Quality clinical studies can cost a lot of money, there aren’t any large corporate interests to fund such clinical studies so research is limited and sample sizes tend to be small.

It is always interesting to read of clinical studies into reflexology and it can give those new to reflexology some assurance. I know before I started having regular reflexology, if someone had suggested that someone working on my feet would have any impact on for example back pain that I would have thought that they were ‘with the birds’!


Reflexology and sleep

This study examines the effectiveness of using foot reflexology to improve sleep quality in postnatal (postpartum) women. It found that intervention involving foot reflexology significantly improved the quality of sleep.


Reflexology – a general overview

This study reviewed 168 research studies and found that reflexology can have an impact on specific organs (for example kidneys), can be associated with improvement of symptoms, can create a relaxation effect and can aid pain reduction.

They are cautious in saying (because the clinical research was weak) that reflexology may have a positive effect on type 2 diabetes and may exert a beneficial effect on lowering blood pressure and incontinence and may be effective for tingling in MS.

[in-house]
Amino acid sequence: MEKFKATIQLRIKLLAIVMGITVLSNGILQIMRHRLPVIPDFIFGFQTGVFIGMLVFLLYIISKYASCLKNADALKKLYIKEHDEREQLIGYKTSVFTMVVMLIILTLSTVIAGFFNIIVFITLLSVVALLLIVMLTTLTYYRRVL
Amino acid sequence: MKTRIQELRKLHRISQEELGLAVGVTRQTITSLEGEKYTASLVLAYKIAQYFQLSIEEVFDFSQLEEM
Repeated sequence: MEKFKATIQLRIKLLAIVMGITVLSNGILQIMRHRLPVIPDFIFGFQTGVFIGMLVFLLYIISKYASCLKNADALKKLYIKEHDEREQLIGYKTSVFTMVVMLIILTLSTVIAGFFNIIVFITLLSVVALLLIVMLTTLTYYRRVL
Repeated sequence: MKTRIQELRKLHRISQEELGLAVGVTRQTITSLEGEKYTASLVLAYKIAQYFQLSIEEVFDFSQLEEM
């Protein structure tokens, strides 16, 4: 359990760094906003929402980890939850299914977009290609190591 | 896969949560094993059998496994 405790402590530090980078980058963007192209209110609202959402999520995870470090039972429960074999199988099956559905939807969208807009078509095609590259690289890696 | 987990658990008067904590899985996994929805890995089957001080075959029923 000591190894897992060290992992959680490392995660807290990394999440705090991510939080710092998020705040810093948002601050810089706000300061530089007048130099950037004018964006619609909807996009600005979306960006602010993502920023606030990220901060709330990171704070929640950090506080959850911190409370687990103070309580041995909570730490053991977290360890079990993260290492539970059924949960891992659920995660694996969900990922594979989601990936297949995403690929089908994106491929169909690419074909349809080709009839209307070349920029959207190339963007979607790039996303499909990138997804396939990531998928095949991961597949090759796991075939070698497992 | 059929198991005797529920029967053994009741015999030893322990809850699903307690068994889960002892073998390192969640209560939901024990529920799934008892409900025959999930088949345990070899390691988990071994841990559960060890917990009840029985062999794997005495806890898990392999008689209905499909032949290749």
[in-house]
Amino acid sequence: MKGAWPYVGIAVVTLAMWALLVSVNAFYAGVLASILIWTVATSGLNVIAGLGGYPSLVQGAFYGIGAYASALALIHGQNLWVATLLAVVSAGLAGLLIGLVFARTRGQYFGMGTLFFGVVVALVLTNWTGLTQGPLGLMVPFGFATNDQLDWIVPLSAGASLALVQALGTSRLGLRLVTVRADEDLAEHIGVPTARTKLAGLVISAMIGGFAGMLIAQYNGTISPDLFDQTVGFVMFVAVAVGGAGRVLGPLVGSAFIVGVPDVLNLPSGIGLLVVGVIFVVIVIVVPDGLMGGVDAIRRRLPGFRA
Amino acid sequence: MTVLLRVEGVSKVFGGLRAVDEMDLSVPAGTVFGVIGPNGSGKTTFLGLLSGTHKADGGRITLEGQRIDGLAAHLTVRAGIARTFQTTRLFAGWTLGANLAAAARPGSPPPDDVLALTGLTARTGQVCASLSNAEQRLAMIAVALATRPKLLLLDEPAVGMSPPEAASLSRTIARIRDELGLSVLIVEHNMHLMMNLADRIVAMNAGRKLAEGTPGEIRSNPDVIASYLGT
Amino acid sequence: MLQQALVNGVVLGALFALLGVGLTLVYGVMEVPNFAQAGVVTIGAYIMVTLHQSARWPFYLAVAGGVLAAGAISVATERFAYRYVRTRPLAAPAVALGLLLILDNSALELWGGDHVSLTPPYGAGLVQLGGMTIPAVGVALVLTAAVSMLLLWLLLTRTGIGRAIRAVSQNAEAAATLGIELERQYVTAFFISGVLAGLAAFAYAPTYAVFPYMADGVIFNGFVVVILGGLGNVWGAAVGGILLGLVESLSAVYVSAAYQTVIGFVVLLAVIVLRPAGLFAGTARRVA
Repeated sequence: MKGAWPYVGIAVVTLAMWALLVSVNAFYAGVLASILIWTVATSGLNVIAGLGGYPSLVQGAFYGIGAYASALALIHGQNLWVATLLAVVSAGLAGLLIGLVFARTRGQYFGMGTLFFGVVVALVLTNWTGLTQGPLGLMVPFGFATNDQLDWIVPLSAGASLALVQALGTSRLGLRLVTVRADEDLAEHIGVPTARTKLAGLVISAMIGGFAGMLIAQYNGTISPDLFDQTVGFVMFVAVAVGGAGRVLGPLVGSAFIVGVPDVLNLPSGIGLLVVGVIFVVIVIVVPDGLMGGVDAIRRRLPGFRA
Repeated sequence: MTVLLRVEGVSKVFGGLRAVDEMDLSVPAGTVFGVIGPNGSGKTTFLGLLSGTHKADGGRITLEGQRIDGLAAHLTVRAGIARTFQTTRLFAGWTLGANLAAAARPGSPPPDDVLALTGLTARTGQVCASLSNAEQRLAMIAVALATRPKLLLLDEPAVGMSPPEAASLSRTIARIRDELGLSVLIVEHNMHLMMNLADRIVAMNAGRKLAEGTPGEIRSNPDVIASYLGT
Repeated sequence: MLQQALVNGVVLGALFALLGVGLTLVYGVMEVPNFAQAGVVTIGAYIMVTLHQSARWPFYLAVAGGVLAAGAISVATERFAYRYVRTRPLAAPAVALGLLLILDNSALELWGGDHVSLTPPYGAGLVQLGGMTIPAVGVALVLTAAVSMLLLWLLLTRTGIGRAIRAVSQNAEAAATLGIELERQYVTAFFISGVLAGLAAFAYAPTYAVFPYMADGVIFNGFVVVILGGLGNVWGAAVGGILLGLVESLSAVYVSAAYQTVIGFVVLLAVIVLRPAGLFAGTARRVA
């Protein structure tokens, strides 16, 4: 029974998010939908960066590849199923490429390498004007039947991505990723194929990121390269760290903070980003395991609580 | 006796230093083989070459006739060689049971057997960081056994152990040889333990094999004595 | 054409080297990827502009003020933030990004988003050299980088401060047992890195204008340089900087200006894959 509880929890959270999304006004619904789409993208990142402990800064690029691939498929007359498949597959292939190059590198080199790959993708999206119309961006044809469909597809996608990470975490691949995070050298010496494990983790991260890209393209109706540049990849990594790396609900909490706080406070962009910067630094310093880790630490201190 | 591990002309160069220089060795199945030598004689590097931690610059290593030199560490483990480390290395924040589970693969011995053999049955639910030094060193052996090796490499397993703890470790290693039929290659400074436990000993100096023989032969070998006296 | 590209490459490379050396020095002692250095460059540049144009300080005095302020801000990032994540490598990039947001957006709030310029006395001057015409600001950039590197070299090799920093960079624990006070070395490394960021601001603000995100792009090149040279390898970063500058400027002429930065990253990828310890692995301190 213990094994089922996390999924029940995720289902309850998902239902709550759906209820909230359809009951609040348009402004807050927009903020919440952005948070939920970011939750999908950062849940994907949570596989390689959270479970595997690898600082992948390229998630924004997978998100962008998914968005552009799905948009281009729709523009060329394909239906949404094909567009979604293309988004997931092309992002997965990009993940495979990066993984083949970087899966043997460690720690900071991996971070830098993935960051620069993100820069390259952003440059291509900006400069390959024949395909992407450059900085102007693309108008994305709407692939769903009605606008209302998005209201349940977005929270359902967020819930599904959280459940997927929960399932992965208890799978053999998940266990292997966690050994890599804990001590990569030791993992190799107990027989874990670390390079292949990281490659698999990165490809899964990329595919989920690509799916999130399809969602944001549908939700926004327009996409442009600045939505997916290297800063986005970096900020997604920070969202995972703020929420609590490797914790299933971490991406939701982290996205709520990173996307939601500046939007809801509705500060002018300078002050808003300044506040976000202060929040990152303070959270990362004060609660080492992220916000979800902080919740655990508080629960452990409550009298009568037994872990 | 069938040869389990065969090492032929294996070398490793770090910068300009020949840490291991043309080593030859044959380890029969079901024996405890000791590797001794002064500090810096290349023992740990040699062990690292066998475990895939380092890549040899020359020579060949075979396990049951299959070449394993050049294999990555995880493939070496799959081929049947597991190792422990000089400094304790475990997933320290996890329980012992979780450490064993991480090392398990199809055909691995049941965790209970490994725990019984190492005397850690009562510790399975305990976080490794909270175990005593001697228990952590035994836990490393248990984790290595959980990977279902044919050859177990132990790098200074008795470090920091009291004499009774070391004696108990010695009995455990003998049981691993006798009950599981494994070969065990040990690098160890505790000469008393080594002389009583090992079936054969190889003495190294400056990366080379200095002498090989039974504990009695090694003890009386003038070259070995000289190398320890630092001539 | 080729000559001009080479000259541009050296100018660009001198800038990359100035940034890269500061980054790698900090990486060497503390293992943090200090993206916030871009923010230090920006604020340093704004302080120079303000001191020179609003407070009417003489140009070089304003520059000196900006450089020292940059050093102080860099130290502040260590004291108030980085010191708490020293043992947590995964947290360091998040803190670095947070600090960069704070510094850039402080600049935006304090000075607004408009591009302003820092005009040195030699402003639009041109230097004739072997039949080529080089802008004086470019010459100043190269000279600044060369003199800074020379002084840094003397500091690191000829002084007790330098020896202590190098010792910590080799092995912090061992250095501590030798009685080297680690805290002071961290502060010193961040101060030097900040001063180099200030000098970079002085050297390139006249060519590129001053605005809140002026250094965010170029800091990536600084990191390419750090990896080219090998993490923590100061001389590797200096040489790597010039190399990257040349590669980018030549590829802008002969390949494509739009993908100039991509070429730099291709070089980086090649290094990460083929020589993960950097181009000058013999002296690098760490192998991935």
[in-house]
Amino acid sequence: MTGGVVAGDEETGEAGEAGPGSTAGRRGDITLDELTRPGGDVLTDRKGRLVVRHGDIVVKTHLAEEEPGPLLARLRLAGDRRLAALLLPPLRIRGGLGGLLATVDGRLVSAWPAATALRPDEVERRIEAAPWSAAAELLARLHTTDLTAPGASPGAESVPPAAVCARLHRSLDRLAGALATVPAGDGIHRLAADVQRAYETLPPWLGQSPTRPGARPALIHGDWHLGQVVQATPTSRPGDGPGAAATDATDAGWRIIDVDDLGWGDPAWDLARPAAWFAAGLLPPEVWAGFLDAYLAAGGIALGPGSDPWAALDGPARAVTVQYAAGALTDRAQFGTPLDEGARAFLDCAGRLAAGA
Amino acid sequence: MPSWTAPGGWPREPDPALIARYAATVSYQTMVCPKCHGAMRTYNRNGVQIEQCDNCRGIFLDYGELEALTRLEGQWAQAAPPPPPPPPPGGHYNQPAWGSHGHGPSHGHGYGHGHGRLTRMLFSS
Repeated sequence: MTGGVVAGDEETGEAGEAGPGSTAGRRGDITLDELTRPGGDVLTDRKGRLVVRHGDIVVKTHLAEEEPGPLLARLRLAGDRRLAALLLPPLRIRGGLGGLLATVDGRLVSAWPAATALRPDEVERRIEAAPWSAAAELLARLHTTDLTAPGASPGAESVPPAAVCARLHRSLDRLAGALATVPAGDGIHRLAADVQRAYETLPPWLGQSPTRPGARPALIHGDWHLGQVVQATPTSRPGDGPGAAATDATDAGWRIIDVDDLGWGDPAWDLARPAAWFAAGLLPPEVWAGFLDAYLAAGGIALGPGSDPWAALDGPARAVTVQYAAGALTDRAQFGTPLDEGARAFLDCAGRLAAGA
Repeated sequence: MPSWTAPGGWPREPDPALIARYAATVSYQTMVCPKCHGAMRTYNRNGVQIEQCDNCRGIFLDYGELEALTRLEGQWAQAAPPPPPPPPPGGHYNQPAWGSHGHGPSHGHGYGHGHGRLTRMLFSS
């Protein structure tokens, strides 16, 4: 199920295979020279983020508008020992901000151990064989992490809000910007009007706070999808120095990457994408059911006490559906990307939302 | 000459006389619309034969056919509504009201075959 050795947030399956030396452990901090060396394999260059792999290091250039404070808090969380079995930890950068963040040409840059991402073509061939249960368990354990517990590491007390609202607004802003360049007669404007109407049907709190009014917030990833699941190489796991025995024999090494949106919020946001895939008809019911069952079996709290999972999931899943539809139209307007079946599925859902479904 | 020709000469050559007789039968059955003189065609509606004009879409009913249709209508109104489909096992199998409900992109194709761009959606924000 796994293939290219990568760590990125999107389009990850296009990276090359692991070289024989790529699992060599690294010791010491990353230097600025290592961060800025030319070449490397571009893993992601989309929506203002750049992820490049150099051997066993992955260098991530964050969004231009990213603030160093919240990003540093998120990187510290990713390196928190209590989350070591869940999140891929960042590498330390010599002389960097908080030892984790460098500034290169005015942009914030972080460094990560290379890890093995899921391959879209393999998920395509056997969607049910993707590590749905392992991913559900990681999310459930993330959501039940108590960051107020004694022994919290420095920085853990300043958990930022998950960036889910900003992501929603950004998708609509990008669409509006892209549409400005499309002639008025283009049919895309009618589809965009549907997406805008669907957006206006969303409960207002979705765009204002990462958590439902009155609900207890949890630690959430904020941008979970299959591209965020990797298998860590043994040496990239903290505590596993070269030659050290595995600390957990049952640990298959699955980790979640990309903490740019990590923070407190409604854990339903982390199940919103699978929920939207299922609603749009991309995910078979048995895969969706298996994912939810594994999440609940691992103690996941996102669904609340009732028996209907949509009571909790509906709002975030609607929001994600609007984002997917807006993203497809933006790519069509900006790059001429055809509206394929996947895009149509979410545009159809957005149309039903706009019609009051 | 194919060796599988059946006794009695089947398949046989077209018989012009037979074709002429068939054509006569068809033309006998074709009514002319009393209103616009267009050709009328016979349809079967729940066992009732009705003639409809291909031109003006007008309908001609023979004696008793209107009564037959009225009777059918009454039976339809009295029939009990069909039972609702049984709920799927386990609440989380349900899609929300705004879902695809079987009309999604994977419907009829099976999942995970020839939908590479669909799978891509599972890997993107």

Reflexology and back pain

Further research into the effect of reflexology on chronic lower back pain – comparing massage with reflexology – although both groups reported an improvement in the intensity of their pain,  there was a significantly higher reduction in pain intensity scores in the reflexology group after the intervention as compared with the non-specific massage group.


Painful periods and reflexology

– Tony Porter and Lindsay McMillan FRCOG

The study included a number of young women who all suffered refractory dysmenorrhoea (period cramps, menstruation symptoms) and complained of pain at the time of their periods.

  • Many of these women would be hospitalised due to their extreme discomfort.
  • All these patients had received conventional treatment, such as combined oral contraceptives, non–steroidal anti–inflammatories and analgesia at the time of their periods with little or no effect on their pain.
  • Patients were randomly selected and given either surgery, laparoscopic surgery or a course of Tony Porter’s ART reflexology.

By the end of nine to ten months, the figures were correlated and it became plainly obvious that the success of ART reflexology in alleviating severe dysmenorrhea in these young women was in the region of 85% – 90%, whereas in surgical treatment it was probably less than half that figure.  Further information about the study is here.

Reflexology is more than a foot massage. Massage involves manipulation of soft tissue and muscle, reflexology stimulates the nerve pathways

Book a Session with Me

I work from the very lovely treatment rooms at Flow Tunbridge Wells on Woodbury Park Road and at Groombridge Osteopathy practice (right between the village post office and the bakery).

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